Thursday, November 23, 2006

Not all redirection scripts are created equal.

Now, I'm sure we're all used to redirection scripts by now, and most of us should be aware of the danger of HTTP Response Splitting when allowing user content in the headers we send, and that there is also a patch in PHP since 4.4.2 and 5.1.2 which prevents this by dissalowing multiple lines in a single header call. This patch is not completely bullet proof as articles such as HTTP Response Smuggling illustrate, but sometimes there's an easier way to achieve what you want.

First of all, what is it that HTTP Response splitting gets most used for anyway? XSS. So any injection that will give us an XSS vector is just as good as any other.

But like the title says, not all redirection scripts are created equal. The most common approach used to redirect people is somewhat similar to the following:

header ("Location: ".$_GET['url']);

Which, when the PHP patch is applied, should be perfectly safe when ti comes to preventing XSS.

But is that the only approach? As some recent auditing I've done has shown me, its not.

I found something like the following not too long ago:

header ('refresh: 0; URL="'.$_GET['url'].'"');

And while it may serve the same needs as the above it, its surprisingly different. But before I explain the exact problem, does the header look familiar to you? It should, its the header that is used in meta tags to redirect users, and if you've done much reading on XSS you should know that meta redirects are another way to execute javascript.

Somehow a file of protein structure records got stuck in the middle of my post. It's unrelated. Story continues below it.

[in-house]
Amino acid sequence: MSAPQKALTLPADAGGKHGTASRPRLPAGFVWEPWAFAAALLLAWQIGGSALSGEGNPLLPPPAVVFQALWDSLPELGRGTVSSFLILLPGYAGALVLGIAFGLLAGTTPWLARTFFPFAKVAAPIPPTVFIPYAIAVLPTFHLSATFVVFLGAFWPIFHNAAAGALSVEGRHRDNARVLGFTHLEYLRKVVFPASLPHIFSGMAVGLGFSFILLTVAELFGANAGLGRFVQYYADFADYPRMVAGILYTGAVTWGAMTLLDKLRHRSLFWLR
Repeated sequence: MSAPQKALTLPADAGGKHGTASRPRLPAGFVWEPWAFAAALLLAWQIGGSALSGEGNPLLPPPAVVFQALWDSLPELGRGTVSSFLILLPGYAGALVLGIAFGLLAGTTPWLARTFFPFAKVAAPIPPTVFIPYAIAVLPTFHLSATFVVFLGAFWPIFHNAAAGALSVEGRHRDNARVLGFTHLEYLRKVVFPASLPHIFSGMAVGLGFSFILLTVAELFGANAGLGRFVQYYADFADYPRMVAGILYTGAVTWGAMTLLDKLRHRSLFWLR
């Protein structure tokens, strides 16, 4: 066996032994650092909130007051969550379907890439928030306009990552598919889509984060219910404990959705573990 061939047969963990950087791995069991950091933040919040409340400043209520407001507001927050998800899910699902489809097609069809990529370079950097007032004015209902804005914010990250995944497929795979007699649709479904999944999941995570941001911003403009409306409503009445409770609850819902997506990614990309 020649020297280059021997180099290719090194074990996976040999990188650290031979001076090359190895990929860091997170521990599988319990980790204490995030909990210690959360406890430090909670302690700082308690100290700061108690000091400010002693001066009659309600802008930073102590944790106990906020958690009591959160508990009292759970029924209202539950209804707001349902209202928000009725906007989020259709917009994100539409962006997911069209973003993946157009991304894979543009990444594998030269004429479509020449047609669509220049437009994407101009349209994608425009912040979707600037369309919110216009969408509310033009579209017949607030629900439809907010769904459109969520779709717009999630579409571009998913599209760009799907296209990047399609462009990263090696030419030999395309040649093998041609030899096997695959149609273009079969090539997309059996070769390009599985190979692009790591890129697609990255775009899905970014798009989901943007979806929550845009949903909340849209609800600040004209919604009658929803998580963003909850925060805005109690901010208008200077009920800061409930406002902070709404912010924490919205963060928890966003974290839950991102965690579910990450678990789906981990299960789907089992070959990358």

And unsurprisingly enough, the above header follows the same rules. The refresh header, unlike the location header allows you to redirect users to javascript: or other URLS, depending on what your browsers support, so it should be no trouble at all to simply pass a javascript url to the script and have the user execute the javascript.

Just goes to show how there is generally more than one way to do something, but going down an untested road will often lead to unforseen problems that have already been solved for other approaches.

Sunday, November 05, 2006

More MySpace XSS

I don't know whether to feel sorry for MySpace, or whether to laugh. The amount of XSS holes in MySpace is nothing short of outstanding.

And the sad thing is they've clearly tried to fix as many things as they've been able to find, but some things have fallen just short.

Anyway, the flaw I found this time around is that MySpace doesn't know that you can have an underscore (_) between an attribute name and the equals sign, and have it being valid, like so: (Note: This only works on Firefox)

<body onLoad_="alert('XSS');">

But the interesting thing is that they have got a regex which dissallows everything which looks like on*= (obviously it doesn't look anything like that, but I'm not going to bother trying to write regexs), and yet they've done it in such a way that they need to know about what characters are allowed, essentially creating ablacklist of chars which they won't let you use between an attribute name and an equals sign. Why anyone would create a blacklist for that amazes me.